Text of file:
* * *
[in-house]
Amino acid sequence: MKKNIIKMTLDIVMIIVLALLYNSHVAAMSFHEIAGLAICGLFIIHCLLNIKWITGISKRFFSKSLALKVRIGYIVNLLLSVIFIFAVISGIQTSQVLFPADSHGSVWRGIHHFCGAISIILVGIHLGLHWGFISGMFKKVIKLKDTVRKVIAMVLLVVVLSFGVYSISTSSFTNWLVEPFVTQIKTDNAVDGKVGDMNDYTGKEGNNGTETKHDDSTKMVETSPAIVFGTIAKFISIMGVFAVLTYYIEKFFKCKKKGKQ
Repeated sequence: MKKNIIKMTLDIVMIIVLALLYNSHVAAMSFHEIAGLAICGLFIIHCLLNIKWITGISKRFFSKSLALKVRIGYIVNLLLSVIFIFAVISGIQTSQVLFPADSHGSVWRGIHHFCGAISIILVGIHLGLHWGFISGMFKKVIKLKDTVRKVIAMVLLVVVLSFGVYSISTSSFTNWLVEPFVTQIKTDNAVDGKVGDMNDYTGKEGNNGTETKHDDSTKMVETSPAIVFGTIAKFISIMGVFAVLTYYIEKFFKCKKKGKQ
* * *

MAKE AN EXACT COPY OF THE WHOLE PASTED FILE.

[in-house]
Amino acid sequence: MKKNIIKMTLDIVMIIVLALLYNSHVAAMSFHEIAGLAICGLFIIHCLLNIKWITGISKRFFSKSLALKVRIGYIVNLLLSVIFIFAVISGIQTSQVLFPADSHGSVWRGIHHFCGAISIILVGIHLGLHWGFISGMFKKVIKLKDTVRKVIAMVLLVVVLSFGVYSISTSSFTNWLVEPFVTQIKTDNAVDGKVGDMNDYTGKEGNNGTETKHDDSTKMVETSPAIVFGTIAKFISIMGVFAVLTYYIEKFFKCKKKGKQ
Repeated sequence: MKKNIIKMTLDIVMIIVLALLYNSHVAAMSFHEIAGLAICGLFIIHCLLNIKWITGISKRFFSKSLALKVRIGYIVNLLLSVIFIFAVISGIQTSQVLFPADSHGSVWRGIHHFCGAISIILVGIHLGLHWGFISGMFKKVIKLKDTVRKVIAMVLLVVVLSFGVYSISTSSFTNWLVEPFVTQIKTDNAVDGKVGDMNDYTGKEGNNGTETKHDDSTKMVETSPAIVFGTIAKFISIMGVFAVLTYYIEKFFKCKKKGKQ